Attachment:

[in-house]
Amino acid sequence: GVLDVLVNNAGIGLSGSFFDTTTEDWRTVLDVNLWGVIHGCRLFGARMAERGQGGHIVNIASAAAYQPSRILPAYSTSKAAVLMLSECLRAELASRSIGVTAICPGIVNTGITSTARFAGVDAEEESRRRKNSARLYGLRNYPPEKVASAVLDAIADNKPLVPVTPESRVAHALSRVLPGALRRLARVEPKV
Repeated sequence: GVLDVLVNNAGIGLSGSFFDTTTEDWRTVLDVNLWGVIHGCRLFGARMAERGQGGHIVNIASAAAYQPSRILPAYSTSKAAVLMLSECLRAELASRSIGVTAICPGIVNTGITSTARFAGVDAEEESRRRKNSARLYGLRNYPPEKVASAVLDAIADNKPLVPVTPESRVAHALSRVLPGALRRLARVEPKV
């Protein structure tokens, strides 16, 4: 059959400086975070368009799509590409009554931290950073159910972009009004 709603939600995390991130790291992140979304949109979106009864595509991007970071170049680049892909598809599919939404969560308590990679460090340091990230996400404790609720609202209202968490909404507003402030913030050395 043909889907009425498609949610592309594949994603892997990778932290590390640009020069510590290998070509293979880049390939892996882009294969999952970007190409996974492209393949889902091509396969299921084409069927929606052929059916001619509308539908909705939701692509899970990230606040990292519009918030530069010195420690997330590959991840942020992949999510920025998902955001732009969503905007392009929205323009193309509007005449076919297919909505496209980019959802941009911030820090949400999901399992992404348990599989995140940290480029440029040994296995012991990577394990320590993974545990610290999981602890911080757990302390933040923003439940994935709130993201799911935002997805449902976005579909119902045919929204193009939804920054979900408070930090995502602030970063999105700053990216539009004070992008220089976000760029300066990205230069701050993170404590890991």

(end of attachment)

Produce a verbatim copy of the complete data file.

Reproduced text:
[in-house]
Amino acid sequence: GVLDVLVNNAGIGLSGSFFDTTTEDWRTVLDVNLWGVIHGCRLFGARMAERGQGGHIVNIASAAAYQPSRILPAYSTSKAAVLMLSECLRAELASRSIGVTAICPGIVNTGITSTARFAGVDAEEESRRRKNSARLYGLRNYPPEKVASAVLDAIADNKPLVPVTPESRVAHALSRVLPGALRRLARVEPKV
Repeated sequence: GVLDVLVNNAGIGLSGSFFDTTTEDWRTVLDVNLWGVIHGCRLFGARMAERGQGGHIVNIASAAAYQPSRILPAYSTSKAAVLMLSECLRAELASRSIGVTAICPGIVNTGITSTARFAGVDAEEESRRRKNSARLYGLRNYPPEKVASAVLDAIADNKPLVPVTPESRVAHALSRVLPGALRRLARVEPKV
């Protein structure tokens, strides 16, 4: 059959400086975070368009799509590409009554931290950073159910972009009004 709603939600995390991130790291992140979304949109979106009864595509991007970071170049680049892909598809599919939404969560308590990679460090340091990230996400404790609720609202209202968490909404507003402030913030050395 043909889907009425498609949610592309594949994603892997990778932290590390640009020069510590290998070509293979880049390939892996882009294969999952970007190409996974492209393949889902091509396969299921084409069927929606052929059916001619509308539908909705939701692509899970990230606040990292519009918030530069010195420690997330590959991840942020992949999510920025998902955001732009969503905007392009929205323009193309509007005449076919297919909505496209980019959802941009911030820090949400999901399992992404348990599989995140940290480029440029040994296995012991990577394990320590993974545990610290999981602890911080757990302390933040923003439940994935709130993201799911935002997805449902976005579909119902045919929204193009939804920054979900408070930090995502602030970063999105700053990216539009004070992008220089976000760029300066990205230069701050993170404590890991």